This semester, I tried something new. I gave a bonus project. This may seem like a conflict of ideas where the bonus seems a lot like a homework. However, in this case, it really isn’t worth a significant amount of points. The initial reason for this bonus project was to serve as a pressure release valve. Students kept asking for something, so I stole a project from the other faculty that teaches this course (thanks Gina!). After using this project for a semester (only about 8 students did it), I think it has some use other than just bonus.

For the bonus project, the idea is that students (future teachers students) will take some idea from the class and do an activity with some kids (as few as two will work). They have to then record the activity, transcribe it and write up an analysis of how it went. I added the final feature that the student and I would sit down and discuss how this went and agree on a grade. For most cases, we had great discussions. It was surprising to me how much I could learn about how well the student-teacher understood the ideas. Also, it seems like it might be difficult for these student-teachers to lead and activity where they don’t really have a good grasp of the material (although it seems like they should be able to). I also saw that some student-teachers were very willing to positively reinforce when their kids would repeat the “magic words” they were trying to learn. Some of the student-teachers realized this was a problem (but some did not).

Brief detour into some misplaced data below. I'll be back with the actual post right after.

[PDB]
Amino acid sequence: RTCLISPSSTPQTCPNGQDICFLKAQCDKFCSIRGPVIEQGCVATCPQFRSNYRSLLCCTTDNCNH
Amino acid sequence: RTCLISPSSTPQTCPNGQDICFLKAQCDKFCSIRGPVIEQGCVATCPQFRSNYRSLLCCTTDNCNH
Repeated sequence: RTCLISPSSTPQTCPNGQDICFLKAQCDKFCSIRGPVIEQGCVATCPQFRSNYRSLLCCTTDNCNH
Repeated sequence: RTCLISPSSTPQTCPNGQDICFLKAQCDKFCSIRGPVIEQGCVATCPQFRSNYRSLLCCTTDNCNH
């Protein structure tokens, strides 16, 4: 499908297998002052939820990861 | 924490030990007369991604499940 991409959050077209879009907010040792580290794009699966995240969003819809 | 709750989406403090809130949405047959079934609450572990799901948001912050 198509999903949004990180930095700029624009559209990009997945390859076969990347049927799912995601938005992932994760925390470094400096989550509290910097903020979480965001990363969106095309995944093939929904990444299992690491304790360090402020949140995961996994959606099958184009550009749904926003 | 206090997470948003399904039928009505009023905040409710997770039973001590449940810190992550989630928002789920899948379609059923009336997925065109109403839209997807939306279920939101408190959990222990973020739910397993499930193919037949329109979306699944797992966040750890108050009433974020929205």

Physical Science for People

That is not the official title of the course. It is course for non-science majors that covers physics-y stuff in a large lecture format. Here are a couple of key features of the class.

  • I used clickers – really, should this be a surprise?
  • Homework was assigned, but not collected or graded. I always started class asking if anyone had any homework questions they wanted to talk about – but rarely did anyone respond.
  • The text for the course was Hewitt’s Physical Science textbook. After thinking about this, I probably should have gone with Hewitt’s Conceptual Physics text instead.
  • Most classes consisted of power point lectures with embedded clicker questions
  • I tried some of the worksheets that come with the text, but it didn’t go too well.

First note – clicker questions. This is tough. Mostly I used the clicker questions that came from the powerpoints that came with the instructor materials. You want good clicker questions. Ones that are not too easy or trivial. Ones that can be answered on the material presented. Ones that promote discussion with other students in the class. These students did not want to get involved in the class (for the most part – of course there were some excellent students in here).

Student attendance was weird. There were obviously some students that had been trained that they should always go to class. However, what did they do in class? Sit there and listen to their ipod. Seriously. Why would you do that? Wouldn’t it be better to just not come? Attendance is not part of the grade.

In the end, I am convinced that the next time I teach this I will have to use some different curriculum. The PET guys are working on a Large Enrollment version (LEPS), but it is not finished yet. I tried it out in my physics for elementary teachers class, it seems to have a quite a bit of promise. Essentially, it is the same as the PET curriculum, but the experiments and activities are replaced with video demos and clicker questions.

In the end, I have to ask myself. What is the purpose of this class? What do I want students to take away from it? In short, the most important thing in the class is the nature of science. In terms of important physics concepts, I would say:

  • Conservation of energy
  • Newtonian vs. Aristotelian motion (forces)
  • Light stuff

Ok, this post is longer than I wanted it to be. Can I put it in my annual evaluation? I am going to.

Comments

  1. #1 Cherish
    May 18, 2010

    Thanks for the ping! :-)